For many years Pagan books, as in those on nature religions and more spiritual paths, have been published in abstract by the western publishing companies. Due to the dominate beliefs of the times, ideas needed to explained in obscure manners so that people would not be offended. In 1901 Llewellyn Publications began to print astrology books, then expanded to cover alternative healing, psychic development and earth based religions. With the emergence of the New Age paths in the 1960s & 1970s smaller private publishers appeared to offer more obscure or path specific titles. Most of these publishers were connected to the LGBTQ communities of the time and unfortunately did not last long. Most of the works published by then are still under copywrite laws and cannot be reprinted without massive research and permission.
Llewellyn still managed to be the main publisher for “New Age” titles during the 1980s & 1990s and was the main source for people discovering Wicca in the early 1990s. Since the 1970s Inner Traditions Bear and Company has been a close competitor, but has, on a whole, stayed away from the Wiccan faith, focusing on everything else. For a long period the only books on the New Age, Nature based religions that could be found were published by Llewellyn. Unfortunately the quality of the options dropped.
In recent years Pagan books have expanded from under the Llewellyn umbrella. There has been many new independent publishers of the Pagan Religions started, and even the traditional publishing giants have started to publish works on the topics.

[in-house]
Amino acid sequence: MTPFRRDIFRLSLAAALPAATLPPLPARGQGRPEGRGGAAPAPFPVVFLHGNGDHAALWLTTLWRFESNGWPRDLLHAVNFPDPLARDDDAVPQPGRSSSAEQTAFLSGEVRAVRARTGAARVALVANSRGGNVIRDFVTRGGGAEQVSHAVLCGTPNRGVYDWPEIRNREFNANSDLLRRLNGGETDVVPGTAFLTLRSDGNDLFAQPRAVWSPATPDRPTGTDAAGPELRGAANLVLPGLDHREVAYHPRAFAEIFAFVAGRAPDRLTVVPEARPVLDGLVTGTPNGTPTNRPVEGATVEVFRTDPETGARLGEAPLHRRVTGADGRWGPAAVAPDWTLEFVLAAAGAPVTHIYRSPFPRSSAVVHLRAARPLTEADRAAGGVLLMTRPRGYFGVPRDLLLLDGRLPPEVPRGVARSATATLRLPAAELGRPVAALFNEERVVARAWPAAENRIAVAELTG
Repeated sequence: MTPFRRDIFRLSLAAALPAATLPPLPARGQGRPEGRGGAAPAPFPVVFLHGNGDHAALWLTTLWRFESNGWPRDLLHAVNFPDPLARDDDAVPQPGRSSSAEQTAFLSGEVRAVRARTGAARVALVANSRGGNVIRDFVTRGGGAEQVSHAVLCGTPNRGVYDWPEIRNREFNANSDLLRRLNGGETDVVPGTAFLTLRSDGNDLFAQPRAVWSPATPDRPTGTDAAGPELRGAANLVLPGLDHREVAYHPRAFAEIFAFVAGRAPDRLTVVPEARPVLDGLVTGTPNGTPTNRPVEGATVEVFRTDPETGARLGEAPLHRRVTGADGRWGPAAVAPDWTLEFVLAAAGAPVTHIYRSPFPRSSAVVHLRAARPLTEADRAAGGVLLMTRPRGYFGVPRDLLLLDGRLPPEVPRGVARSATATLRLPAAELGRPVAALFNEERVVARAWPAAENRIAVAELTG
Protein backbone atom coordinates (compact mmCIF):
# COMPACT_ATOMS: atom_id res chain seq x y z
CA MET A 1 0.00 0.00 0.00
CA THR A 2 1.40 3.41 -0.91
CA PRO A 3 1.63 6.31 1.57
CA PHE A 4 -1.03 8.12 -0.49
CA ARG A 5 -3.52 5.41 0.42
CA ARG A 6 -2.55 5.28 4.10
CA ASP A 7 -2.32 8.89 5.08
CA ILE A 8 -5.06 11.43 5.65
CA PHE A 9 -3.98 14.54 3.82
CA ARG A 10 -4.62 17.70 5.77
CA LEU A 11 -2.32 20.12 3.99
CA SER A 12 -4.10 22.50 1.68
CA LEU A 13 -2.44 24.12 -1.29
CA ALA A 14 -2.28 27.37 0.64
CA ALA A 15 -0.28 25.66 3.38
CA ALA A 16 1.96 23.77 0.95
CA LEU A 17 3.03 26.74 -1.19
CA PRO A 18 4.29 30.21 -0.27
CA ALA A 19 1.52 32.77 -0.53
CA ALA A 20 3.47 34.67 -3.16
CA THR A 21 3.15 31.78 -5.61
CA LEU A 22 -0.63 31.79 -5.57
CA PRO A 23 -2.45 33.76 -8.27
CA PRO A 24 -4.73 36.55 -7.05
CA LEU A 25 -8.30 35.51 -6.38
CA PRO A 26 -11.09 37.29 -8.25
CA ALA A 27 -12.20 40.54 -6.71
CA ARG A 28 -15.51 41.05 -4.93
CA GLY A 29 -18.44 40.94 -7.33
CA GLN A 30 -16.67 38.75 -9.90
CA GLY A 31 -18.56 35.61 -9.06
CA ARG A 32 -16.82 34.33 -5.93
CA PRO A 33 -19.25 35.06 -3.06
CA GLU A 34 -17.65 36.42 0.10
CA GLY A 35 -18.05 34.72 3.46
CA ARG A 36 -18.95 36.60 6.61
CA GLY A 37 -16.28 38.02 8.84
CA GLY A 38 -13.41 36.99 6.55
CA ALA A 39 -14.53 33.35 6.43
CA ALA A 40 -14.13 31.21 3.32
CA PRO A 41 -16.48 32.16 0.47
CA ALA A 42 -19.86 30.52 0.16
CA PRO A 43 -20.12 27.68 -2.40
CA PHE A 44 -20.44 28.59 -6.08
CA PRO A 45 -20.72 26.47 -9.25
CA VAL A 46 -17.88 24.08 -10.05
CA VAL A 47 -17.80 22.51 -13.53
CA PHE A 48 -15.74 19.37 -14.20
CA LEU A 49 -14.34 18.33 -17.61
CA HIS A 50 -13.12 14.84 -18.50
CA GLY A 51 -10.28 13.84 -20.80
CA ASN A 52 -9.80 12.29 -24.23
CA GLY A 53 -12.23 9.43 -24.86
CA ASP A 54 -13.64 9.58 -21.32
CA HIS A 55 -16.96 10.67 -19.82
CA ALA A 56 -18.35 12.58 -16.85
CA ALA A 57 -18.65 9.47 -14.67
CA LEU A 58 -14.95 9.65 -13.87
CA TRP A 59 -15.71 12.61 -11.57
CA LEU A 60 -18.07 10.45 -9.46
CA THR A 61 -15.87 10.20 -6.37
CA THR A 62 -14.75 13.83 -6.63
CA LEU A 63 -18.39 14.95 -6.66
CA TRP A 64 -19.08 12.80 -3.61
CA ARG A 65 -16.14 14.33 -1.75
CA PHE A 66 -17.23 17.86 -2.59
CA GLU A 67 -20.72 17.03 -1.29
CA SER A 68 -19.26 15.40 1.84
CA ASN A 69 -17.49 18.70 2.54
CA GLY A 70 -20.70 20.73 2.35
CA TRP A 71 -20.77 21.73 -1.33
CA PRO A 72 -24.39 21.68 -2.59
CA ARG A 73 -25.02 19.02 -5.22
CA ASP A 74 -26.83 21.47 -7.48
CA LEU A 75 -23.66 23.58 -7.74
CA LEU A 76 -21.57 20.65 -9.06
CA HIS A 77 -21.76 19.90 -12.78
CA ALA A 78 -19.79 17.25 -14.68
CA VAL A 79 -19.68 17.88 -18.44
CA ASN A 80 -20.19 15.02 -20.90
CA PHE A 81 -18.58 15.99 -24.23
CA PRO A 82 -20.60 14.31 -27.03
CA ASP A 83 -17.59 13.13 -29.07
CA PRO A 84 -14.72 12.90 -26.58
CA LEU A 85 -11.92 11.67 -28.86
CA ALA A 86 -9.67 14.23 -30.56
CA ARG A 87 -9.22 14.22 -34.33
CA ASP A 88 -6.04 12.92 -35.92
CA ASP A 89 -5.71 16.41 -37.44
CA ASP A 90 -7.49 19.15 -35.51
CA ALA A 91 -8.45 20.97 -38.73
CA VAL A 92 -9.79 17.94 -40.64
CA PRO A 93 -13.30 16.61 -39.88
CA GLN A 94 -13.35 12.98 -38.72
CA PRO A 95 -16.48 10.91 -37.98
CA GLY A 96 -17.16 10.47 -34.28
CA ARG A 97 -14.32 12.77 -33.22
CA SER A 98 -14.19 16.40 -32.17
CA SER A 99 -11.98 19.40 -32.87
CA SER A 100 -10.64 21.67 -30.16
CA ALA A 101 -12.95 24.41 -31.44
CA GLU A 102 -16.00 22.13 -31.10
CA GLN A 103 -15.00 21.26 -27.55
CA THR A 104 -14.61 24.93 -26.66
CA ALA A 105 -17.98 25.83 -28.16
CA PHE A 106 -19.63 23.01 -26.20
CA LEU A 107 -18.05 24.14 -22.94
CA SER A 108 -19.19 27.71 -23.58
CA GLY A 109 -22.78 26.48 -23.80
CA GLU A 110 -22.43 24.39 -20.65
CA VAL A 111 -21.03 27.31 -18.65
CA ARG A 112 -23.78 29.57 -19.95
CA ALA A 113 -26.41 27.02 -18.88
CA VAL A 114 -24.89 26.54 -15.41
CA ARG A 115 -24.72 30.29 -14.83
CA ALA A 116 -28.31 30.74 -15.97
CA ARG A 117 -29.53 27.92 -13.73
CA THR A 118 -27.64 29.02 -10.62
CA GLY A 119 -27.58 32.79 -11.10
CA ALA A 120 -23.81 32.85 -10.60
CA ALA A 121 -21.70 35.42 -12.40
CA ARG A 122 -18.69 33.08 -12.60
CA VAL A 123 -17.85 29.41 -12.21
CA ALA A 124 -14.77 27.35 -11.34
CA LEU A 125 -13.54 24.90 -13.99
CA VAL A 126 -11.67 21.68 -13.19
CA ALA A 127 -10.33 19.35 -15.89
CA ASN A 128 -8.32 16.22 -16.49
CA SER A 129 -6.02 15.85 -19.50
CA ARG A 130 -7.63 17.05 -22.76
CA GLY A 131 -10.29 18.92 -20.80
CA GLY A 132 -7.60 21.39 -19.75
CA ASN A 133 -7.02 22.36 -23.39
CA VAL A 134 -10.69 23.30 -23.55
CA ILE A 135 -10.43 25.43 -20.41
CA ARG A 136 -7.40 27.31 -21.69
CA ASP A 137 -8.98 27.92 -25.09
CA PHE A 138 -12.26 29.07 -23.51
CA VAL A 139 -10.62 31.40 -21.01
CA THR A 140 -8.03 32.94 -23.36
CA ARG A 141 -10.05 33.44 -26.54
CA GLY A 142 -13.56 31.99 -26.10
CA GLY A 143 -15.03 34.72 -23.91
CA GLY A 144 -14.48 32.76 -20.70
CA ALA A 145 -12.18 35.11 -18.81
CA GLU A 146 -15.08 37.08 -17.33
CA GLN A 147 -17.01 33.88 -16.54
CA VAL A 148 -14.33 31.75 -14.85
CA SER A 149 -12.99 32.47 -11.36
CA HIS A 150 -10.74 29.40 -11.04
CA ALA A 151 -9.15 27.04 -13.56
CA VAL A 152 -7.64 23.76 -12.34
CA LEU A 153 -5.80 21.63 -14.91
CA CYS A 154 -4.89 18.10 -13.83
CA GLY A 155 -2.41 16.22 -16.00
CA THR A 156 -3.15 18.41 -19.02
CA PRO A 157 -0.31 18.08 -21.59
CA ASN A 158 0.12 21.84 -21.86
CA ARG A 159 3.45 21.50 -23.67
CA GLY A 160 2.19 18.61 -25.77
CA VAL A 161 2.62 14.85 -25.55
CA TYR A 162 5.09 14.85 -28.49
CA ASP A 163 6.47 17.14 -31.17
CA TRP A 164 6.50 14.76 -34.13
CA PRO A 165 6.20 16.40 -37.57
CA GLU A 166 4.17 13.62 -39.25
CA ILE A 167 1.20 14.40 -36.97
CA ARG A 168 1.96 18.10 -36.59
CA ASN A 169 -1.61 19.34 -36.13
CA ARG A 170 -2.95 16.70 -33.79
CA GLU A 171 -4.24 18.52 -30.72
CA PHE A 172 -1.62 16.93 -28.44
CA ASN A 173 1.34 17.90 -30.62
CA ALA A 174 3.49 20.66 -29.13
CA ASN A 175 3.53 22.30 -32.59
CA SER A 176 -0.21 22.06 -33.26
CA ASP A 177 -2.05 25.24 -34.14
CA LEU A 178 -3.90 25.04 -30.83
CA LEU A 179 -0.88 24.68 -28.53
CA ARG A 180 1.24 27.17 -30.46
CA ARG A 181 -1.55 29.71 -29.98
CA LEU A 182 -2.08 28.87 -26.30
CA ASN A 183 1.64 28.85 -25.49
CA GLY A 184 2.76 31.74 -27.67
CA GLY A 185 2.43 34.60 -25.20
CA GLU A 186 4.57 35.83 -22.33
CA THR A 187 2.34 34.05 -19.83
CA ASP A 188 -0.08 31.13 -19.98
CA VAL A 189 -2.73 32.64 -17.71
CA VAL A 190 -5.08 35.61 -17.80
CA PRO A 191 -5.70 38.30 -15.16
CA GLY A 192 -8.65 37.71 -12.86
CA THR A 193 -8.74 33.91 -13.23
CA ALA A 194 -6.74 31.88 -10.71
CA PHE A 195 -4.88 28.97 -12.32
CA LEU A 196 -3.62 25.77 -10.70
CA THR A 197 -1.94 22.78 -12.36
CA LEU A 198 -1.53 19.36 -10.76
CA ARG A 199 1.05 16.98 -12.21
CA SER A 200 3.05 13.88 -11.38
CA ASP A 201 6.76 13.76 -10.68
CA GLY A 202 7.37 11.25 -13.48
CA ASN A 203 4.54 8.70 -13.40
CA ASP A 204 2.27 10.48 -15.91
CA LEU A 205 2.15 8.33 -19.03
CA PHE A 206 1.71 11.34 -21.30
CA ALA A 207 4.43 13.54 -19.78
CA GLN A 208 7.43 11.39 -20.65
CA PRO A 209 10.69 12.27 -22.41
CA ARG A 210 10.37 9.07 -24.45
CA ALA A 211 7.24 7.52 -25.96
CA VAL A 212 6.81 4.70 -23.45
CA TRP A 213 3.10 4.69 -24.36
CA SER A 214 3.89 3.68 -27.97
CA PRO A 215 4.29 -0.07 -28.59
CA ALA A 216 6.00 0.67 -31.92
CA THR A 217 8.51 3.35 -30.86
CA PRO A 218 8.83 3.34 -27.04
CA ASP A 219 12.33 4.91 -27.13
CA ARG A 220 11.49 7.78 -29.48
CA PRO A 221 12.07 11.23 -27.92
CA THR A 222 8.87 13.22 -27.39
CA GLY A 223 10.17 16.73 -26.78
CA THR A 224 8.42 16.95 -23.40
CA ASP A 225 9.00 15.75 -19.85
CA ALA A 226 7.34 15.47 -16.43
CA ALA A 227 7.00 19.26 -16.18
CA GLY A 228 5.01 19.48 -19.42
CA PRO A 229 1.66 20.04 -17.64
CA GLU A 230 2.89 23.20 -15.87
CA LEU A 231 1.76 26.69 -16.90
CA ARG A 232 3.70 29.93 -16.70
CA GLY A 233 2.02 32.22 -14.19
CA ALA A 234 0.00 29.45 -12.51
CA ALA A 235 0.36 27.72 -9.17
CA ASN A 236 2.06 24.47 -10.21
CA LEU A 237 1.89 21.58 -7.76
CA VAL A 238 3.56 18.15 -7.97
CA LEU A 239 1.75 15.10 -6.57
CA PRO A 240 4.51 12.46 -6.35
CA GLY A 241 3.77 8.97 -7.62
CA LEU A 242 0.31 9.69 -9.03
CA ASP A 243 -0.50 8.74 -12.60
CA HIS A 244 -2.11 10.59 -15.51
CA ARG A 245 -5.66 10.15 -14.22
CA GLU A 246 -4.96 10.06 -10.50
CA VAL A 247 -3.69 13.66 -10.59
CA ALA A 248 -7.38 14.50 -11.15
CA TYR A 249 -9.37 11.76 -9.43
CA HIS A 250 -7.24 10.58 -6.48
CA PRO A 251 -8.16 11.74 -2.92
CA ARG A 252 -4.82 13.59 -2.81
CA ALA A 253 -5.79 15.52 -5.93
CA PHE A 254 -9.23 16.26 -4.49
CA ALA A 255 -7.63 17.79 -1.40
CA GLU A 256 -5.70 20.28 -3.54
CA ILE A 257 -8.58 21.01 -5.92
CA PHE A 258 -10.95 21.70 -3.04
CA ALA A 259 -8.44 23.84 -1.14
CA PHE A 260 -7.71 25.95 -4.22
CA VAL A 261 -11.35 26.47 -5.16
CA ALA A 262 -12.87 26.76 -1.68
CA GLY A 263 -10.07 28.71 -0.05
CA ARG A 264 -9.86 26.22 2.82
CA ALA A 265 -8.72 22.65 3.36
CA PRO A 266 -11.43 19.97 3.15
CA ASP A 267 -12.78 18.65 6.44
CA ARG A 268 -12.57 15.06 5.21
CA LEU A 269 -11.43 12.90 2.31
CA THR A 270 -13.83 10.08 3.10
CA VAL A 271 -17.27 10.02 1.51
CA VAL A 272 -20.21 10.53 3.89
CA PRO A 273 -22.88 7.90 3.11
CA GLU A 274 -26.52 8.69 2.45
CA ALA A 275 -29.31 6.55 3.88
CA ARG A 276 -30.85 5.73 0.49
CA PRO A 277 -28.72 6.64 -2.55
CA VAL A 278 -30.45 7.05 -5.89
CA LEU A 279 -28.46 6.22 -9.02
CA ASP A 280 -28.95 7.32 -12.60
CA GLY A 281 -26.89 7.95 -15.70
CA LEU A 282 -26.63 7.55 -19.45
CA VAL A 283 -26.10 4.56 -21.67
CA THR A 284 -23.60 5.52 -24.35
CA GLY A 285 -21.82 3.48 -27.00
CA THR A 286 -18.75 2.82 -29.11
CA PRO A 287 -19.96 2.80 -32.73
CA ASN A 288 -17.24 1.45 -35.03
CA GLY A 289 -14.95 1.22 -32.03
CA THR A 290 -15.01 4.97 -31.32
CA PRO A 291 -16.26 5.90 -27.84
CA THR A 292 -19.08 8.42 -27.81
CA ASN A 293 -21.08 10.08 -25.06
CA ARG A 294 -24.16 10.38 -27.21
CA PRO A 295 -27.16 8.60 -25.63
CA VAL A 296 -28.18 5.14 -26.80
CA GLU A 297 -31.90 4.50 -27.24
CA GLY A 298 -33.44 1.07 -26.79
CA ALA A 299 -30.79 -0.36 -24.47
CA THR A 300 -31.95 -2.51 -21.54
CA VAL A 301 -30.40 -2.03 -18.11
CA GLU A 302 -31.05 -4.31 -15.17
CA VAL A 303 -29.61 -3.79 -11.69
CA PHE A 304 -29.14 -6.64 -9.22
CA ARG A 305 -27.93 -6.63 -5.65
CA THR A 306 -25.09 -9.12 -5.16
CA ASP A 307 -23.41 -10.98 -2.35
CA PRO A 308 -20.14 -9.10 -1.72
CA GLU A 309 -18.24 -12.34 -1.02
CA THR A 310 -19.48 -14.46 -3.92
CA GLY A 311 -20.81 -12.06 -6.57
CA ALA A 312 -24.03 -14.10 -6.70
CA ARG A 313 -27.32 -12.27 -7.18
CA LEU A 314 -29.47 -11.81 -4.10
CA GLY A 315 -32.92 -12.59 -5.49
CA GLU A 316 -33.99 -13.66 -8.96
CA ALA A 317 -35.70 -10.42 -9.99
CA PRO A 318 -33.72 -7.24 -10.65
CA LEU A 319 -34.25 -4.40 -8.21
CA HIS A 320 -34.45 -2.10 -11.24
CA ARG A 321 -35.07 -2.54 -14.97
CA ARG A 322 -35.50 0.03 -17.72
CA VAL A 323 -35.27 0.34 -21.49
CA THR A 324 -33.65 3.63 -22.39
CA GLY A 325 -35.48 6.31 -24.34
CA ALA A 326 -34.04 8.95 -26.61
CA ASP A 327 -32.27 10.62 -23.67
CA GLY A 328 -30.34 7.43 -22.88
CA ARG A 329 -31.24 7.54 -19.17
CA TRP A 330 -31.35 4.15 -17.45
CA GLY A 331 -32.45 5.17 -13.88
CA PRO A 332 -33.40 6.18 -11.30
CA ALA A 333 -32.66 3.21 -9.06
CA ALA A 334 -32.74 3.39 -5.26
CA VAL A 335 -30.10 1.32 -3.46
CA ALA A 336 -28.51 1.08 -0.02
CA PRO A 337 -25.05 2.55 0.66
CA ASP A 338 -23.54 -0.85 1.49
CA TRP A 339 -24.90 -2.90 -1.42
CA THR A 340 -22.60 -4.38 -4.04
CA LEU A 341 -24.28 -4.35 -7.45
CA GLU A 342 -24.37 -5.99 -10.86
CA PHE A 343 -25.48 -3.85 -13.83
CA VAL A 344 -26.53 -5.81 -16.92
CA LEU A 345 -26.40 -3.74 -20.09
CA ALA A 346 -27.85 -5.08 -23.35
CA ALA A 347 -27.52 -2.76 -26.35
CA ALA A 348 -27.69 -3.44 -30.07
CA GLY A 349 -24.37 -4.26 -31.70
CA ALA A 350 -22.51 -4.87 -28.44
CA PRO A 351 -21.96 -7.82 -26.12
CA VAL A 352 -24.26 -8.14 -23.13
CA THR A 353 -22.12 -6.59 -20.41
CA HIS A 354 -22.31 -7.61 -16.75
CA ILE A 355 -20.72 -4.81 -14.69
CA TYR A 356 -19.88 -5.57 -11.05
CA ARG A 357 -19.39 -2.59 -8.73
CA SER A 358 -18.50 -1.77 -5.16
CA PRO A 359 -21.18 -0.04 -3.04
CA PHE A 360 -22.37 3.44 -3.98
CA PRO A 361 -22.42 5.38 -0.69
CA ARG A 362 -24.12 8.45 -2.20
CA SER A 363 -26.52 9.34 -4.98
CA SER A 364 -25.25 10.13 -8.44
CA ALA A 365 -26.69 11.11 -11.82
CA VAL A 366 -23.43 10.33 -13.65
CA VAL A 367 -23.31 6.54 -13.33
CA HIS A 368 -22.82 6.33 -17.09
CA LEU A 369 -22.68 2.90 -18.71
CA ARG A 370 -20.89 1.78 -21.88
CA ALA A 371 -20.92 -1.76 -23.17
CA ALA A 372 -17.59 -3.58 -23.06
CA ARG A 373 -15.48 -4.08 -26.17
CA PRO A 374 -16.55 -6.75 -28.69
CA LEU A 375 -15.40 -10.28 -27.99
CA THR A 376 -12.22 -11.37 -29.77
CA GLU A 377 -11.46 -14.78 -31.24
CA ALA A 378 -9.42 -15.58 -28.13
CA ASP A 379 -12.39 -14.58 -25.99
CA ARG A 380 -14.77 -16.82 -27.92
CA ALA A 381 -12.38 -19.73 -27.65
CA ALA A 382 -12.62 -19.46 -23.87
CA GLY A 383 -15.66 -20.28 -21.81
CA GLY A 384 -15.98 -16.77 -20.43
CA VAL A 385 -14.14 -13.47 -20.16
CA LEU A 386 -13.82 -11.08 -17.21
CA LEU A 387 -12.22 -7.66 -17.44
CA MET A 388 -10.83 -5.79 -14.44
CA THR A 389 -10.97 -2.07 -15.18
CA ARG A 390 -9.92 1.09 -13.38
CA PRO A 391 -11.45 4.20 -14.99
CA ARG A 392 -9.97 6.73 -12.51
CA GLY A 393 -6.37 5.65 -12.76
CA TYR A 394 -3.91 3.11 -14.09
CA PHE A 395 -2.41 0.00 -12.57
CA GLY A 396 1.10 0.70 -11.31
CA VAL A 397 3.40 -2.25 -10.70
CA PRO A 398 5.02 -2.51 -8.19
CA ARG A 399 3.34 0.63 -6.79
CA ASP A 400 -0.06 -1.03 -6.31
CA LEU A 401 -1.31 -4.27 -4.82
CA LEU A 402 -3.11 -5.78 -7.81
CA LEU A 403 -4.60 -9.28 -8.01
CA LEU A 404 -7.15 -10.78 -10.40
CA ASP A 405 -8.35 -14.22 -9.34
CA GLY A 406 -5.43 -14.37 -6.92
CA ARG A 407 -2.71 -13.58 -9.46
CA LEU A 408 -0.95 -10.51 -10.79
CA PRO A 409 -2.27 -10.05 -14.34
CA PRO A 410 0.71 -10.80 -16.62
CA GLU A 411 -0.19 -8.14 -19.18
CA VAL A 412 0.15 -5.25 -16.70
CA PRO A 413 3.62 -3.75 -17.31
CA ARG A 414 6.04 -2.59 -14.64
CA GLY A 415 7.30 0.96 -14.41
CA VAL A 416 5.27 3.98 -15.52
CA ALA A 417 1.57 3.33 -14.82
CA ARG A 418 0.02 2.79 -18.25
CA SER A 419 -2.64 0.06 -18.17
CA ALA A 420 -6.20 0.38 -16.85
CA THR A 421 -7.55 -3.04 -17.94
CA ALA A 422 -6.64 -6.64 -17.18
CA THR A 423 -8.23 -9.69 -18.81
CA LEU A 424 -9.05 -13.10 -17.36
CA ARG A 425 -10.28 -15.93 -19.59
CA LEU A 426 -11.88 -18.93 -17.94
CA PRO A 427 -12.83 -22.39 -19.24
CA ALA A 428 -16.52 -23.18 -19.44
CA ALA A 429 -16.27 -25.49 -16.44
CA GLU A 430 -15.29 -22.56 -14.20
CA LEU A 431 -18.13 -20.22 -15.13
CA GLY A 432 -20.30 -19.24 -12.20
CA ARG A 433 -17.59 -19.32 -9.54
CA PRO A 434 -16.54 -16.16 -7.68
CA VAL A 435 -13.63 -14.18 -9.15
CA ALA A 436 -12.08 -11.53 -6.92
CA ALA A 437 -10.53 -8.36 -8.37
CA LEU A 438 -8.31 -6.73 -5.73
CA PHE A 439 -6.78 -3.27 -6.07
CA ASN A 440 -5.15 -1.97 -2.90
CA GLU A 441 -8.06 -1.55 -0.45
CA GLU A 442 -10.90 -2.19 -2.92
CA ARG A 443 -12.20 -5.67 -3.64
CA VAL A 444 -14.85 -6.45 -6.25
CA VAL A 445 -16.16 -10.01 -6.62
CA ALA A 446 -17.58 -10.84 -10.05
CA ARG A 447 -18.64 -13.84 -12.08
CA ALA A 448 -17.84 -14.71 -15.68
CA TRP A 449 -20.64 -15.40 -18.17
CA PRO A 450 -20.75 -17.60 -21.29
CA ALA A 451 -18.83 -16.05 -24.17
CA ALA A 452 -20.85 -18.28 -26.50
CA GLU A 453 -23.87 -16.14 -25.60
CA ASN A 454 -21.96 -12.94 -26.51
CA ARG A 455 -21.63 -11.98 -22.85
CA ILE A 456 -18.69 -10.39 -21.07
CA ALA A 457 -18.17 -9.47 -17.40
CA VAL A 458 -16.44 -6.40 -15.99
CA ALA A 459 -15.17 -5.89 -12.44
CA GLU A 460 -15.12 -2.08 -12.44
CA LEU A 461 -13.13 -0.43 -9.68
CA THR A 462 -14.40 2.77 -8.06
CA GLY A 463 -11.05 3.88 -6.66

This is a good thing, but the one main issue is that there has been a lack of kids books. Yes, there have been mythology collections and tales, but not a lot of traditional kids books.
Typically one or two established authors would come out with a book or a secular author would come out with some that could pass as pagan, but no one was writing them. It was up to the smaller presses to create the content that was desperately needed.
And they did. On shelves at New Age stores and at festivals appeared a small selection of board books. Limited printing and a lack of copies made these collectables, but self publishing was expensive and difficult and so many of these were forgotten.
Currently a lot of pagan kid’s books are being published, some by the major publishers. But outside of the internet these books are not being distributed widely. And in publishing, if the book doesn’t sell well then it won’t get reprinted. Depending on the publisher non-sold “out of print” titles might be stored for a few years, or be available to be bought in bulk by the second hand markets.
It is important to be aware that there are many books out there to be rediscovered.
The best way to fill the need is to create the product, but it is equally as important to discover what has always been there and been forgotten.